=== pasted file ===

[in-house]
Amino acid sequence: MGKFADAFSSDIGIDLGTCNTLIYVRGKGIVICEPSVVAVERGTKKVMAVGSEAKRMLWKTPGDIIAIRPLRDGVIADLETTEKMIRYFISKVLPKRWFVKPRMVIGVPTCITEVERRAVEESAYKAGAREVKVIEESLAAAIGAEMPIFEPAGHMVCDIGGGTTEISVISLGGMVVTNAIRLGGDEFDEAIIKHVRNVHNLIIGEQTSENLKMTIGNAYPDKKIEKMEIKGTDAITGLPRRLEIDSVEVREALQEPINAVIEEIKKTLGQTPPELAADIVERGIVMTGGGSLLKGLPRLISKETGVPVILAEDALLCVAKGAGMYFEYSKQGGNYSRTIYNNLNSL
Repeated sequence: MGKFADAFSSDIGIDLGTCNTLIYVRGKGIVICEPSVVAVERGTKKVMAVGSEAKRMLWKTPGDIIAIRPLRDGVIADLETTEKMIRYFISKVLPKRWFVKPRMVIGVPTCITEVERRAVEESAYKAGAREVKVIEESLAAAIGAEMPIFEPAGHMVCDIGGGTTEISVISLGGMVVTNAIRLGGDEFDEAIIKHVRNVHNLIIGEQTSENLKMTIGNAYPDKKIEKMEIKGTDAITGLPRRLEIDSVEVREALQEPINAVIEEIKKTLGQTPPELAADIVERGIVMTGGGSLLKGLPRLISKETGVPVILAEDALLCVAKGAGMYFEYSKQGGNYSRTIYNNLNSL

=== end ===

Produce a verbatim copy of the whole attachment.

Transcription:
[in-house]
Amino acid sequence: MGKFADAFSSDIGIDLGTCNTLIYVRGKGIVICEPSVVAVERGTKKVMAVGSEAKRMLWKTPGDIIAIRPLRDGVIADLETTEKMIRYFISKVLPKRWFVKPRMVIGVPTCITEVERRAVEESAYKAGAREVKVIEESLAAAIGAEMPIFEPAGHMVCDIGGGTTEISVISLGGMVVTNAIRLGGDEFDEAIIKHVRNVHNLIIGEQTSENLKMTIGNAYPDKKIEKMEIKGTDAITGLPRRLEIDSVEVREALQEPINAVIEEIKKTLGQTPPELAADIVERGIVMTGGGSLLKGLPRLISKETGVPVILAEDALLCVAKGAGMYFEYSKQGGNYSRTIYNNLNSL
Repeated sequence: MGKFADAFSSDIGIDLGTCNTLIYVRGKGIVICEPSVVAVERGTKKVMAVGSEAKRMLWKTPGDIIAIRPLRDGVIADLETTEKMIRYFISKVLPKRWFVKPRMVIGVPTCITEVERRAVEESAYKAGAREVKVIEESLAAAIGAEMPIFEPAGHMVCDIGGGTTEISVISLGGMVVTNAIRLGGDEFDEAIIKHVRNVHNLIIGEQTSENLKMTIGNAYPDKKIEKMEIKGTDAITGLPRRLEIDSVEVREALQEPINAVIEEIKKTLGQTPPELAADIVERGIVMTGGGSLLKGLPRLISKETGVPVILAEDALLCVAKGAGMYFEYSKQGGNYSRTIYNNLNSL